As we left family with a toddler & bucket and spades were just arriving. At North Roe we chatted to a guy who was cleaning his ropes in the sea.


Heading back to the lighthouse via a minor road to Urafirth, we spotted this sculpture at the junction with the A970.

Shetland: Hamnavoe and Tingon


Hamnavoe is the site of Eshaness’ main pier. It was also home to John Williamson, a weaver who had no medical training but devised a method of inoculation against smallpox and gave this to 3000 people who all survived. This earned him the name of Johnny Notion and his cottage is now a camping böd.


We parked a little way out of the hamlet where the track to Tingon leaves the road. This is next to the Giant’s Stones which are thought to have been part of a stone circle. The local myth was that the two stones were the head and foot of a giant’s grave. Here is the smaller of the two.
Walking up the track there are some great views over the small lochs and the coast. We met a woman feeding her horses who confirmed that we could walk alongside a wall down to the Warie Gill where there is a waterfall. Today this was just a trickle but we had good views over to the stacks of Muckle Ossa, Little Ossa and Fladda offshore.
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We then tried to make our way back down the coast to Hamnavoe. As this is a little-used route there is no path as such and only a couple of stiles over the fences. At one point, there was no stile over the fence to follow the coastline. While I spent my youth climbing over sheep fences, I now weigh considerably more and would not want to demolish one in the process so we diverted inland towards the road. Inevitably, I could not quite make the jump over a boggy section and landed in it while James managed to get over it s. Thankfully I was only ankle-deep and my camera was quite safe. Back at the lighthouse I cleaned myself and my boots up as James was complaining about the smell in the car on the way back.

That evening we headed back down the road, finally back to the two-lane bit to have our evening meal at Frankie’s Fish & Chips in Brae. It is the UK’s most northerly chip shop and won an award in 2015. One customer was wearing a skimpy T-shirt and shorts which I thought was a bit over the top as it was only 19 degrees. You can eat outside on the veranda but I thought it was too windy for that. The food was certainly worth the journey and I imagine it must be very busy in high season. The sun set that evening at 21.50 and it was still light after 23.00. James woke at 4.00 and looking out saw that it was light again.

Shetland: Hillswick and Tangwick

In addition to the St Magnus Bay Hotel, Hillswick has a community shop where we picked up a few items and I found some sea glass on the small pebble beach on the Ura Firth side while James was posting the postcards. It also has the headquarters of the Hillswick Wildlife Sanctuary based in a building which was built as a trading booth in 1684 and then became Shetland’s oldest pub. We then walked past the old graveyard, through a field of sheep, stepping over run rigs and down onto West Ayre beach. You can walk all around the Hillswick Ness (about four miles) but we just walked part of the way up the hill where there are views across Sandwick to the Heads of Grocken. We only met one other person who was continuing to walk around the Ness.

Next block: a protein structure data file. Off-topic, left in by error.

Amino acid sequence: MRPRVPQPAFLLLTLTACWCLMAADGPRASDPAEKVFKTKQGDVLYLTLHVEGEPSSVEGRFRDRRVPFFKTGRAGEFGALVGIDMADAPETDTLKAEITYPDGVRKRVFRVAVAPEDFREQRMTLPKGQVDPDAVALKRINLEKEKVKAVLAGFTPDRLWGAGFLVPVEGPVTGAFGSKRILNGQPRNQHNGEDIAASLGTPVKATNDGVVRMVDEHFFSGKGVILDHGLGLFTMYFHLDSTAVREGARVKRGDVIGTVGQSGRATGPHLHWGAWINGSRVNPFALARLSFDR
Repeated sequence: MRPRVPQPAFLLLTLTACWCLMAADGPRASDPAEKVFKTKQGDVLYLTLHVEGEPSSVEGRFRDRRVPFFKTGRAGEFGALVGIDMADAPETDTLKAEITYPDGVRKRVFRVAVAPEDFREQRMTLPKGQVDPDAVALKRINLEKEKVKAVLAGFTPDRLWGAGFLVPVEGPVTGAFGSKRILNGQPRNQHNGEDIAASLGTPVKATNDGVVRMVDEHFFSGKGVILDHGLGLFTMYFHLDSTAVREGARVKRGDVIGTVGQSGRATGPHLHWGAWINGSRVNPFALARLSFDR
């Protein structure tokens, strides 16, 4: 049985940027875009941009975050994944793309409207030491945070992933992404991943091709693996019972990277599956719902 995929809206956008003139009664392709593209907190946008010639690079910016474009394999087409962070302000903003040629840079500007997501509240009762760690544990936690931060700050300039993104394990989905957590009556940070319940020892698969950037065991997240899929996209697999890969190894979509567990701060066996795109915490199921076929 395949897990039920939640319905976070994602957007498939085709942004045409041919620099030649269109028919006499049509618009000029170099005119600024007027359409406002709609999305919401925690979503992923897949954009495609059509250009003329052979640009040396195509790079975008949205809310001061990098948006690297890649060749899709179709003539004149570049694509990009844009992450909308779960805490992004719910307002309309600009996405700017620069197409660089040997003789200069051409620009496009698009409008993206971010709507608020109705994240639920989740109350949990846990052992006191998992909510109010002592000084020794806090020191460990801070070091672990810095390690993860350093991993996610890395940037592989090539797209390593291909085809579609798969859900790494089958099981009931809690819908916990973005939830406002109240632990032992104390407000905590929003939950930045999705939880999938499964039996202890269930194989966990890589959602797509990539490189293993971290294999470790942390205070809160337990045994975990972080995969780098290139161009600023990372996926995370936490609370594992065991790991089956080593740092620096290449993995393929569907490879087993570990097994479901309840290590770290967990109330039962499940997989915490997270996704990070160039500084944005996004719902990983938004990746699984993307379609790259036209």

Fulmars nest on the cliffs.
After wandering on the empty beach for a while we hopped back into the car to drive to Tangwick. The Northmavine Museum is here in the late 17th century former laird’s house. It also holds the local archives and has various exhibitions in addition to permanent displays. On our visit the exhibition was on shops, many of which had disappeared as the area suffered depopulation, people acquiring cars and travelling to Brae and Lerwick and more recently, internet shopping. In addition to Hillswick, the shop at Ollabery is also a community shop. There is a self-service mini-café at the museum and after getting the caffeine levels up it was time to wander down to the beach here.

There were birds feeding on the shore and a pair of Eider ducks on the water. Several grey seals were lying on a rock and one was in the water looking at me, trying to decide whether to come ashore. Even when I retreated, he stayed in the water.

We met a German woman who was planning to walk all round Eshaness the following day and had decided upon a great place to camp in the shelter of the abandoned building on the bay. On the way back to the lighthouse we discovered that it is not just sheep who wander on the roads around here.